A Housing Authority of New Orleans policy that would ease the way for less serious offenders to obtain public housing sparked passionate, boisterous debate Monday night, with many activists lauding the measure as a first step toward reuniting ex-offenders with their families but urging HANO to go even further to accomplish that goal.
Other speakers used the opportunity to generally decry the state of affairs for ex-offenders and impoverished residents in New Orleans.
The public hearing came ahead of a final decision by the authority’s board on the policy, which is expected next week.
The proposed rules, unveiled in February, represent the full realization of a plan HANO vaguely detailed almost three years ago. The agency pledged at that time to end barriers keeping many ex-offenders out of public housing, citing data that show that connecting ex-convicts with affordable housing gives them more of an incentive to stay out of trouble. Ex-offenders also were kept away from their relatives living in public housing under the old rules, advocates then said.
However, the authority did not move to outline how its policy change would play out in practice until this year, after a new, locally controlled administration reviewed its federally managed predecessor’s take on the plan.
The resulting guidelines state that HANO will weigh applicants’ convictions against a set of screening criteria for public and Section 8 housing. Depending on the nature and date of those convictions, officials will either admit the applicants or send their cases to a three-member panel for closer review.
For those whose convictions warrant greater scrutiny, the panel will consider their criminal histories, records of drug or alcohol abuse treatment, community ties and employment histories, among other factors, before granting or denying admission. Those under review may appear before the panel or have an attorney plead their case. They also will have the right to appeal.
Convictions warranting the panel’s review will include armed robberies, homicides, kidnappings and others.
HANO also will ask third-party public housing managers who run mixed-income developments such as Columbia Parc to use the HANO-defined criteria instead of the separate screening procedures they use now. Some of those agencies may not be contractually obligated to comply with the rules; however, HANO will encourage them to do so.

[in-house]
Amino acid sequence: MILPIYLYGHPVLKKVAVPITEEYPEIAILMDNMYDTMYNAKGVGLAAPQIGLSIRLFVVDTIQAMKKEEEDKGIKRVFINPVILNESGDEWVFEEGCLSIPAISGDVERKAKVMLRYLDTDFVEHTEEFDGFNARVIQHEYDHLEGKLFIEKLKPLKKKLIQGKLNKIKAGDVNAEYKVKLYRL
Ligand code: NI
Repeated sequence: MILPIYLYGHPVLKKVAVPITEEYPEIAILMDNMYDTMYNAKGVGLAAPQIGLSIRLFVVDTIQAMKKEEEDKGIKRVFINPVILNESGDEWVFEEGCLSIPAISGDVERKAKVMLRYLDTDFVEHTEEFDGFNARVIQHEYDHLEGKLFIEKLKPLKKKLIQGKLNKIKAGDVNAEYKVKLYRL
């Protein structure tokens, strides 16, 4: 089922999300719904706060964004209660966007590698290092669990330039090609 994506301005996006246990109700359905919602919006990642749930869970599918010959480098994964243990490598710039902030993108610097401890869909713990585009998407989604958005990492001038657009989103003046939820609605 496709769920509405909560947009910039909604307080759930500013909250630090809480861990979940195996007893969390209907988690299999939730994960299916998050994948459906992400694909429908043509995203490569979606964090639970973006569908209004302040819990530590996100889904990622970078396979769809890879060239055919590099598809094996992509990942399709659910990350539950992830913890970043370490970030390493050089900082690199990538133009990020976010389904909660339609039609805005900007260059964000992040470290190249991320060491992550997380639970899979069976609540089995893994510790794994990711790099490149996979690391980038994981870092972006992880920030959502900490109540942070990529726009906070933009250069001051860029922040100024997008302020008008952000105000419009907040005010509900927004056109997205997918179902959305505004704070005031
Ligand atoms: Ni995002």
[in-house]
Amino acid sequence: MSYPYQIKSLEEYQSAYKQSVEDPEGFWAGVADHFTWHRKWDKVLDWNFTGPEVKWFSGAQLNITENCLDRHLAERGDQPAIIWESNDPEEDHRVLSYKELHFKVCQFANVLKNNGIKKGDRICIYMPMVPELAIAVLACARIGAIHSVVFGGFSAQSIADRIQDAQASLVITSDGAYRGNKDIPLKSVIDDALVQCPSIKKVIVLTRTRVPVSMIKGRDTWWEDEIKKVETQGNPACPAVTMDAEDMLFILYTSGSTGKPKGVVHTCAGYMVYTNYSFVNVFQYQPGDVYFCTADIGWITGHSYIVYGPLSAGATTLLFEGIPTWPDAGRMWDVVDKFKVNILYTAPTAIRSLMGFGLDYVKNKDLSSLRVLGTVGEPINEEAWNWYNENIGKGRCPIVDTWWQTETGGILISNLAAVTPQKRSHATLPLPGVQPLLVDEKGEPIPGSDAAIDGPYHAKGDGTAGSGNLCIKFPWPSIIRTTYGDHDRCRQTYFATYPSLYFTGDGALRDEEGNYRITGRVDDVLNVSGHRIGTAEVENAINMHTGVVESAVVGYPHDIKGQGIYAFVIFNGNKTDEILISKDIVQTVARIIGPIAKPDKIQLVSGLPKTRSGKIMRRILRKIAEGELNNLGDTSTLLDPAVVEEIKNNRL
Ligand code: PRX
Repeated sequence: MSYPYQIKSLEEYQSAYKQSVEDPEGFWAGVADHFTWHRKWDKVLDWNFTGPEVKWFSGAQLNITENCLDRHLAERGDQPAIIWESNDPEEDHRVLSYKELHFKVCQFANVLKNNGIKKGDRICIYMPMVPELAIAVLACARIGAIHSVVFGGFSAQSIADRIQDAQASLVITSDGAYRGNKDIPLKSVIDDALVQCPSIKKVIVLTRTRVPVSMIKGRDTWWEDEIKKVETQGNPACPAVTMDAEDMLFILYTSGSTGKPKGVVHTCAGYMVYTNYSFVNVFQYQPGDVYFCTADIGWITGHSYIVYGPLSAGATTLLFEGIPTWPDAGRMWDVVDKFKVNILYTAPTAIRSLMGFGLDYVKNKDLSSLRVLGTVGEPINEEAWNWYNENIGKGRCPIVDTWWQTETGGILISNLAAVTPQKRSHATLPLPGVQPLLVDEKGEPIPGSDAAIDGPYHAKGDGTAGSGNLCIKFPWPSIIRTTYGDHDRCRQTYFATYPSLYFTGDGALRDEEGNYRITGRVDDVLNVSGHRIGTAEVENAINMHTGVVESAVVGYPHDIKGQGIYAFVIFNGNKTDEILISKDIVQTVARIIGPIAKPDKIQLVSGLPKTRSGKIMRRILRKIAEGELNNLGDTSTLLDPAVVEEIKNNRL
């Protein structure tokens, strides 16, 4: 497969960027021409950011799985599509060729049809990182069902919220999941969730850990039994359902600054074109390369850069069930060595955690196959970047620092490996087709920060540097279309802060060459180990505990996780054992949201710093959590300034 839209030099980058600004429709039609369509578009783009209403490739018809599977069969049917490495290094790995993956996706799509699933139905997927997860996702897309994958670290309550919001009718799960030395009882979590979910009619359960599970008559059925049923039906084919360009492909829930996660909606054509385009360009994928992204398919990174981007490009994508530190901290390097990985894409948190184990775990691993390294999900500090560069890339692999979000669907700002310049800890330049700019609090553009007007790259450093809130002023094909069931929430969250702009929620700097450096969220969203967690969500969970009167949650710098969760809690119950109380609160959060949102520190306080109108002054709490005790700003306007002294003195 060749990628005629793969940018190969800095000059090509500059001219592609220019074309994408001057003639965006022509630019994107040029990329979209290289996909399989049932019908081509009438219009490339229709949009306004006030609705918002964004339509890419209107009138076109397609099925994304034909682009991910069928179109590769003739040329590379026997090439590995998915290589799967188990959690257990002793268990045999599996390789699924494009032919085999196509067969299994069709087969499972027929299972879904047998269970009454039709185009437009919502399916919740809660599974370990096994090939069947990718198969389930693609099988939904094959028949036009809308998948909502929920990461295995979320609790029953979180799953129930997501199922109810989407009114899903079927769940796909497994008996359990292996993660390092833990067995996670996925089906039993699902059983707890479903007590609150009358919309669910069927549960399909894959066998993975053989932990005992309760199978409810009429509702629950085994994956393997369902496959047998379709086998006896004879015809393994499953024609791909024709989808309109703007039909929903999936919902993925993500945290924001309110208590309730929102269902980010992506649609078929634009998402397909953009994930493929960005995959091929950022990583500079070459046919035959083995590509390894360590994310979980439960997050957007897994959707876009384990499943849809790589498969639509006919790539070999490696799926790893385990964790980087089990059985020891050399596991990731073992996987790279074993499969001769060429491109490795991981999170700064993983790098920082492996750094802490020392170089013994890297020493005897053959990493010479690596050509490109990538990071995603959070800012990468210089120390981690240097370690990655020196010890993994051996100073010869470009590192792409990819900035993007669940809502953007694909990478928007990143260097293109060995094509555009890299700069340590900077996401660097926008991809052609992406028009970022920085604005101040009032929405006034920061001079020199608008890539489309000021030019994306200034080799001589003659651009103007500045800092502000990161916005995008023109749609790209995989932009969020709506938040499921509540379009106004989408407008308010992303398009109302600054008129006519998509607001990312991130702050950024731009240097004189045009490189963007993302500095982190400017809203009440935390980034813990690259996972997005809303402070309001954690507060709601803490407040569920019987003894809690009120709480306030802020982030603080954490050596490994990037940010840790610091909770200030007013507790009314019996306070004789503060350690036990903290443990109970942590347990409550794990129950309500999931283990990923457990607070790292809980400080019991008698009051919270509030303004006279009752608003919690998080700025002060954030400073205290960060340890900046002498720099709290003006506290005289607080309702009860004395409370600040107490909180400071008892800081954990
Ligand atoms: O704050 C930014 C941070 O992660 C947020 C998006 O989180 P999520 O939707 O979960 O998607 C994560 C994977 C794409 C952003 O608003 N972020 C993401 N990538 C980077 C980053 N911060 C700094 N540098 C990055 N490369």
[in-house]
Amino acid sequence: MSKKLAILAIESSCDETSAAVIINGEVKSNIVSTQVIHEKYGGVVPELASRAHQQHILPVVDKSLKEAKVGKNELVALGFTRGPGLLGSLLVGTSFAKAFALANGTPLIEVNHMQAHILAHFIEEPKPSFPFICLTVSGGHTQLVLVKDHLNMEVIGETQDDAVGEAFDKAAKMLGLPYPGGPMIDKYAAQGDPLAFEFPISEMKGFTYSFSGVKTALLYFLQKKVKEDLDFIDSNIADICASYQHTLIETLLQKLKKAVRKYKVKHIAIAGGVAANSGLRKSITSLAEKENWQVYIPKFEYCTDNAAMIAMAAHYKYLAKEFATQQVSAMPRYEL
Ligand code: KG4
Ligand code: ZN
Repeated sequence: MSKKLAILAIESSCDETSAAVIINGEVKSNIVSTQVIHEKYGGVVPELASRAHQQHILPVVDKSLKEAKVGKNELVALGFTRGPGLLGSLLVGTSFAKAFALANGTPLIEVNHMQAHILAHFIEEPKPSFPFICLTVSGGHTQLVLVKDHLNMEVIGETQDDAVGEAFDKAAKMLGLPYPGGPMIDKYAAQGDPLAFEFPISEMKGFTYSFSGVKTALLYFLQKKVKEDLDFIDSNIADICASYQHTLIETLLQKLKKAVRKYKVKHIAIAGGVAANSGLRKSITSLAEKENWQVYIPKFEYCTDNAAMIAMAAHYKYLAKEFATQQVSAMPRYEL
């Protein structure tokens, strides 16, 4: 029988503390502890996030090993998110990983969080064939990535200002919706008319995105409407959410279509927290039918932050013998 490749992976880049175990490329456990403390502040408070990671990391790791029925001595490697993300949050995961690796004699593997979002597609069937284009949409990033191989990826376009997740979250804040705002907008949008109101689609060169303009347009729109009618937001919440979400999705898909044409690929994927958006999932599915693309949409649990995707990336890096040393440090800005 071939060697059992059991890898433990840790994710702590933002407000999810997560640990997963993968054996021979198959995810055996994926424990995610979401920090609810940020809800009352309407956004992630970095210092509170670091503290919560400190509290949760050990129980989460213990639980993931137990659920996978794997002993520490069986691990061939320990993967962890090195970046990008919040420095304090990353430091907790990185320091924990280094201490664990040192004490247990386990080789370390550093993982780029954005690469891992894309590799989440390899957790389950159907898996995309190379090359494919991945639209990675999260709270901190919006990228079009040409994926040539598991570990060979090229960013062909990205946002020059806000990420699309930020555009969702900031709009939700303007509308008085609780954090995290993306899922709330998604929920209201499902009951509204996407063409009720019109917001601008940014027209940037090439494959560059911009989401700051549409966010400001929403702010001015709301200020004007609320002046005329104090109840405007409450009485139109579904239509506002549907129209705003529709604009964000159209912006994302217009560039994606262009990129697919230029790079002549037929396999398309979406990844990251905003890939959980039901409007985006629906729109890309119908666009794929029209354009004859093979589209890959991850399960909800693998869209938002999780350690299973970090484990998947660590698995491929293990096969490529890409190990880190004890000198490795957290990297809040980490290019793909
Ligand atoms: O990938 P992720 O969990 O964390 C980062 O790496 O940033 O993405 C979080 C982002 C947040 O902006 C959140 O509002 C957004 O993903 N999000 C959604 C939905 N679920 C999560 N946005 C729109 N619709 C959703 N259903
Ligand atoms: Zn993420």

The decision to merely encourage, rather than mandate, such adherence sparked repeated criticism Monday from multiple advocates and residents, who filled every seat in a meeting room at HANO’s Touro Street headquarters.
“The policy sets up different systems for HANO-managed and third-party sites,” said Colette Tippy, of Stand With Dignity, which along with the advocacy group Voice Of The Ex-offender staged a protest outside the building ahead of the hearing.
“There is no language that makes (third parties’ adherence) mandatory,” said Cashauna Hill, of the Greater New Orleans Fair Housing Action Center.
Tippy also criticized HANO for not promising to automatically grant an applicant housing when third-party managers — who manage the bulk of HANO’s properties — improperly deny aid to that applicant; HANO instead plans to ask managers to reconsider those applicants.
Finally, the two advocacy groups urged the agency to continue to flag applicants who have been convicted on illegal drug possession or alcohol-related charges at least twice in the three months before they submit their applications, a measure HANO included three years ago at advocates’ urging. Instead of keeping that language, HANO wants to make its policy on that point more sweeping and flag all those who have “engaged in the behavior” within a year of their applications.
HANO plans to examine arrests, convictions and evictions for drug or alcohol abuse when determining who has “engaged in the behavior,” though it will not reject applicants who are enrolled in drug and alcohol rehabilitation programs, the new rules state.
Marlene Kennedy, who said she recently was released after a five-year stint in prison, was among those simply frustrated with things in general.
“I don’t know where I’m going to sleep tonight. I go from family house to family house,” she said. “If you tell me where to go, I’ll walk there,” she said, to applause.
HANO’s board is expected to consider the rules March 29.
Follow Jessica Williams on Twitter, @jwilliamsNOLA.